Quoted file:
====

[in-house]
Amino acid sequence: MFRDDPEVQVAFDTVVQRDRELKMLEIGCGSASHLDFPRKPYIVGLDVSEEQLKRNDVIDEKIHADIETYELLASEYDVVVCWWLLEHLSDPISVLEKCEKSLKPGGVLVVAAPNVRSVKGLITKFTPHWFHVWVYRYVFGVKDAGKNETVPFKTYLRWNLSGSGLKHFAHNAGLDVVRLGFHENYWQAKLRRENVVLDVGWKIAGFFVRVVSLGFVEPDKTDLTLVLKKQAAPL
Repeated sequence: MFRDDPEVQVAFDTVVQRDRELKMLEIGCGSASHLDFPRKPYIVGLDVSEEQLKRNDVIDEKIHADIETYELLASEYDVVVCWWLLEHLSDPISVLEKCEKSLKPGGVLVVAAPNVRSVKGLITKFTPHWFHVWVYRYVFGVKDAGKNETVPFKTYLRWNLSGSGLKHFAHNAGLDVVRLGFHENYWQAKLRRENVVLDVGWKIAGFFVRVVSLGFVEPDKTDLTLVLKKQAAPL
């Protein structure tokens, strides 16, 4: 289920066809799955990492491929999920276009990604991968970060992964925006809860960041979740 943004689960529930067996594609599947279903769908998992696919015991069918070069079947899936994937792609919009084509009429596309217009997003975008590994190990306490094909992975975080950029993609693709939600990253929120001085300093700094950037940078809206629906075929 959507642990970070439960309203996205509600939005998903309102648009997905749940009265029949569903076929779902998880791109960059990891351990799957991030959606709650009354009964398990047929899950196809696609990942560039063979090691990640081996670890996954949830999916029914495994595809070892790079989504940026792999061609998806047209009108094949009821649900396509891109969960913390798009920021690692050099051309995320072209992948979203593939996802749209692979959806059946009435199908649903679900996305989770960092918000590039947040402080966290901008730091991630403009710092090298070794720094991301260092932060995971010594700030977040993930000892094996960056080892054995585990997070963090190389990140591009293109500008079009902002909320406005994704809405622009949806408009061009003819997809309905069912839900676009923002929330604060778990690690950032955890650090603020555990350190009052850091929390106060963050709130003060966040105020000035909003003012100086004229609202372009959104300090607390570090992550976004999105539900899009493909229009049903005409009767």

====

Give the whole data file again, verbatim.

[in-house]
Amino acid sequence: MFRDDPEVQVAFDTVVQRDRELKMLEIGCGSASHLDFPRKPYIVGLDVSEEQLKRNDVIDEKIHADIETYELLASEYDVVVCWWLLEHLSDPISVLEKCEKSLKPGGVLVVAAPNVRSVKGLITKFTPHWFHVWVYRYVFGVKDAGKNETVPFKTYLRWNLSGSGLKHFAHNAGLDVVRLGFHENYWQAKLRRENVVLDVGWKIAGFFVRVVSLGFVEPDKTDLTLVLKKQAAPL
Repeated sequence: MFRDDPEVQVAFDTVVQRDRELKMLEIGCGSASHLDFPRKPYIVGLDVSEEQLKRNDVIDEKIHADIETYELLASEYDVVVCWWLLEHLSDPISVLEKCEKSLKPGGVLVVAAPNVRSVKGLITKFTPHWFHVWVYRYVFGVKDAGKNETVPFKTYLRWNLSGSGLKHFAHNAGLDVVRLGFHENYWQAKLRRENVVLDVGWKIAGFFVRVVSLGFVEPDKTDLTLVLKKQAAPL
């Protein structure tokens, strides 16, 4: 289920066809799955990492491929999920276009990604991968970060992964925006809860960041979740 943004689960529930067996594609599947279903769908998992696919015991069918070069079947899936994937792609919009084509009429596309217009997003975008590994190990306490094909992975975080950029993609693709939600990253929120001085300093700094950037940078809206629906075929 959507642990970070439960309203996205509600939005998903309102648009997905749940009265029949569903076929779902998880791109960059990891351990799957991030959606709650009354009964398990047929899950196809696609990942560039063979090691990640081996670890996954949830999916029914495994595809070892790079989504940026792999061609998806047209009108094949009821649900396509891109969960913390798009920021690692050099051309995320072209992948979203593939996802749209692979959806059946009435199908649903679900996305989770960092918000590039947040402080966290901008730091991630403009710092090298070794720094991301260092932060995971010594700030977040993930000892094996960056080892054995585990997070963090190389990140591009293109500008079009902002909320406005994704809405622009949806408009061009003819997809309905069912839900676009923002929330604060778990690690950032955890650090603020555990350190009052850091929390106060963050709130003060966040105020000035909003003012100086004229609202372009959104300090607390570090992550976004999105539900899009493909229009049903005409009767």